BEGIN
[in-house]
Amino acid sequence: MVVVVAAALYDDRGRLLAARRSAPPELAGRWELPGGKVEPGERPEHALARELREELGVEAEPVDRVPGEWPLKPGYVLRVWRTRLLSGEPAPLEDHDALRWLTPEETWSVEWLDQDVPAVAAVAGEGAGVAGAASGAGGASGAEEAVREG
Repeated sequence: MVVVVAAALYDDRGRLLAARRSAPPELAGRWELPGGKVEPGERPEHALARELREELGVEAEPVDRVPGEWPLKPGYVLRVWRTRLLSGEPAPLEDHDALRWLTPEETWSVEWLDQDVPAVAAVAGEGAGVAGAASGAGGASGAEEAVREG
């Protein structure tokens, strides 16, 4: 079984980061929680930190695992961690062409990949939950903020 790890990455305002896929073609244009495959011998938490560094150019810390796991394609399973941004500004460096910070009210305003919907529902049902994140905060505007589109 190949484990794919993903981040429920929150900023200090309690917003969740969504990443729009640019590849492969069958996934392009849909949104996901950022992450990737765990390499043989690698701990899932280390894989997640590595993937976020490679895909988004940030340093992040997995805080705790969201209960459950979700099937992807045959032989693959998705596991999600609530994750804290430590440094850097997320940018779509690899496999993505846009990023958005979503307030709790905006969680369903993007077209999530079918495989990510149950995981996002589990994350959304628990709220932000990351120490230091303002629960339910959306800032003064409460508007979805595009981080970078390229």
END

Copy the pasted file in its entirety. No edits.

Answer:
[in-house]
Amino acid sequence: MVVVVAAALYDDRGRLLAARRSAPPELAGRWELPGGKVEPGERPEHALARELREELGVEAEPVDRVPGEWPLKPGYVLRVWRTRLLSGEPAPLEDHDALRWLTPEETWSVEWLDQDVPAVAAVAGEGAGVAGAASGAGGASGAEEAVREG
Repeated sequence: MVVVVAAALYDDRGRLLAARRSAPPELAGRWELPGGKVEPGERPEHALARELREELGVEAEPVDRVPGEWPLKPGYVLRVWRTRLLSGEPAPLEDHDALRWLTPEETWSVEWLDQDVPAVAAVAGEGAGVAGAASGAGGASGAEEAVREG
């Protein structure tokens, strides 16, 4: 079984980061929680930190695992961690062409990949939950903020 790890990455305002896929073609244009495959011998938490560094150019810390796991394609399973941004500004460096910070009210305003919907529902049902994140905060505007589109 190949484990794919993903981040429920929150900023200090309690917003969740969504990443729009640019590849492969069958996934392009849909949104996901950022992450990737765990390499043989690698701990899932280390894989997640590595993937976020490679895909988004940030340093992040997995805080705790969201209960459950979700099937992807045959032989693959998705596991999600609530994750804290430590440094850097997320940018779509690899496999993505846009990023958005979503307030709790905006969680369903993007077209999530079918495989990510149950995981996002589990994350959304628990709220932000990351120490230091303002629960339910959306800032003064409460508007979805595009981080970078390229």